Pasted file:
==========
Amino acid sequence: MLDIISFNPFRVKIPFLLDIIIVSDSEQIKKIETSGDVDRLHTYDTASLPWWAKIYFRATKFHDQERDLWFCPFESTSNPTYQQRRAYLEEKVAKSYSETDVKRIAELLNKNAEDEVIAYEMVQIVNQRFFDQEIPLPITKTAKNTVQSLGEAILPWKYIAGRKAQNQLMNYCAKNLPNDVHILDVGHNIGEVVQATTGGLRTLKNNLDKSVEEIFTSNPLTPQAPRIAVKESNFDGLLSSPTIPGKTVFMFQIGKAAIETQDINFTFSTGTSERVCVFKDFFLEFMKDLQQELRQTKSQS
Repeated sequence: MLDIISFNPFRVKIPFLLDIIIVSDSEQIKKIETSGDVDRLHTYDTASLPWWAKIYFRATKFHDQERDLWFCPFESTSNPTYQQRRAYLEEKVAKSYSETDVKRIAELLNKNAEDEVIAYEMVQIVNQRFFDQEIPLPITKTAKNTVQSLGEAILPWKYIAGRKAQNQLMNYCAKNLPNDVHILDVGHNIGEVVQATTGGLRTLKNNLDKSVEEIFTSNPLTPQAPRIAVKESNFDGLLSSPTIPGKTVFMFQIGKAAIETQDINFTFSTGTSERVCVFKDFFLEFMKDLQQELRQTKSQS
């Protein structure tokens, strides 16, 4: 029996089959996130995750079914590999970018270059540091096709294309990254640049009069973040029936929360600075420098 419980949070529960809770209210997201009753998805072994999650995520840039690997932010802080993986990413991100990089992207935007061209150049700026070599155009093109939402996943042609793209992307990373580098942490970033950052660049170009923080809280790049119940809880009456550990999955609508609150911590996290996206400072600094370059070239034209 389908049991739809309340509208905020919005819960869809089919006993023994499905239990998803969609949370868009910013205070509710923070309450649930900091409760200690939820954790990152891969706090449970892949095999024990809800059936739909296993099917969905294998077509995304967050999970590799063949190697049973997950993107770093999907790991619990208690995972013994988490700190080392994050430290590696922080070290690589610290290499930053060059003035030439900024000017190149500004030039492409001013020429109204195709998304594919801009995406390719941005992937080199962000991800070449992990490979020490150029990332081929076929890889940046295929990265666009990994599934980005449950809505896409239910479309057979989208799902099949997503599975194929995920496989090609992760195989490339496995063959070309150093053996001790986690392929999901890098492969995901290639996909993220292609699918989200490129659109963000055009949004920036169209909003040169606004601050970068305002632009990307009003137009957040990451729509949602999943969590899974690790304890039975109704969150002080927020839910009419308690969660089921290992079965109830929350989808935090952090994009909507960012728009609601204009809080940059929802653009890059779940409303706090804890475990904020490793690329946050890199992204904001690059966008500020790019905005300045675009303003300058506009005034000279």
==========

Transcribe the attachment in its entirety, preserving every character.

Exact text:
Amino acid sequence: MLDIISFNPFRVKIPFLLDIIIVSDSEQIKKIETSGDVDRLHTYDTASLPWWAKIYFRATKFHDQERDLWFCPFESTSNPTYQQRRAYLEEKVAKSYSETDVKRIAELLNKNAEDEVIAYEMVQIVNQRFFDQEIPLPITKTAKNTVQSLGEAILPWKYIAGRKAQNQLMNYCAKNLPNDVHILDVGHNIGEVVQATTGGLRTLKNNLDKSVEEIFTSNPLTPQAPRIAVKESNFDGLLSSPTIPGKTVFMFQIGKAAIETQDINFTFSTGTSERVCVFKDFFLEFMKDLQQELRQTKSQS
Repeated sequence: MLDIISFNPFRVKIPFLLDIIIVSDSEQIKKIETSGDVDRLHTYDTASLPWWAKIYFRATKFHDQERDLWFCPFESTSNPTYQQRRAYLEEKVAKSYSETDVKRIAELLNKNAEDEVIAYEMVQIVNQRFFDQEIPLPITKTAKNTVQSLGEAILPWKYIAGRKAQNQLMNYCAKNLPNDVHILDVGHNIGEVVQATTGGLRTLKNNLDKSVEEIFTSNPLTPQAPRIAVKESNFDGLLSSPTIPGKTVFMFQIGKAAIETQDINFTFSTGTSERVCVFKDFFLEFMKDLQQELRQTKSQS
């Protein structure tokens, strides 16, 4: 029996089959996130995750079914590999970018270059540091096709294309990254640049009069973040029936929360600075420098 419980949070529960809770209210997201009753998805072994999650995520840039690997932010802080993986990413991100990089992207935007061209150049700026070599155009093109939402996943042609793209992307990373580098942490970033950052660049170009923080809280790049119940809880009456550990999955609508609150911590996290996206400072600094370059070239034209 389908049991739809309340509208905020919005819960869809089919006993023994499905239990998803969609949370868009910013205070509710923070309450649930900091409760200690939820954790990152891969706090449970892949095999024990809800059936739909296993099917969905294998077509995304967050999970590799063949190697049973997950993107770093999907790991619990208690995972013994988490700190080392994050430290590696922080070290690589610290290499930053060059003035030439900024000017190149500004030039492409001013020429109204195709998304594919801009995406390719941005992937080199962000991800070449992990490979020490150029990332081929076929890889940046295929990265666009990994599934980005449950809505896409239910479309057979989208799902099949997503599975194929995920496989090609992760195989490339496995063959070309150093053996001790986690392929999901890098492969995901290639996909993220292609699918989200490129659109963000055009949004920036169209909003040169606004601050970068305002632009990307009003137009957040990451729509949602999943969590899974690790304890039975109704969150002080927020839910009419308690969660089921290992079965109830929350989808935090952090994009909507960012728009609601204009809080940059929802653009890059779940409303706090804890475990904020490793690329946050890199992204904001690059966008500020790019905005300045675009303003300058506009005034000279």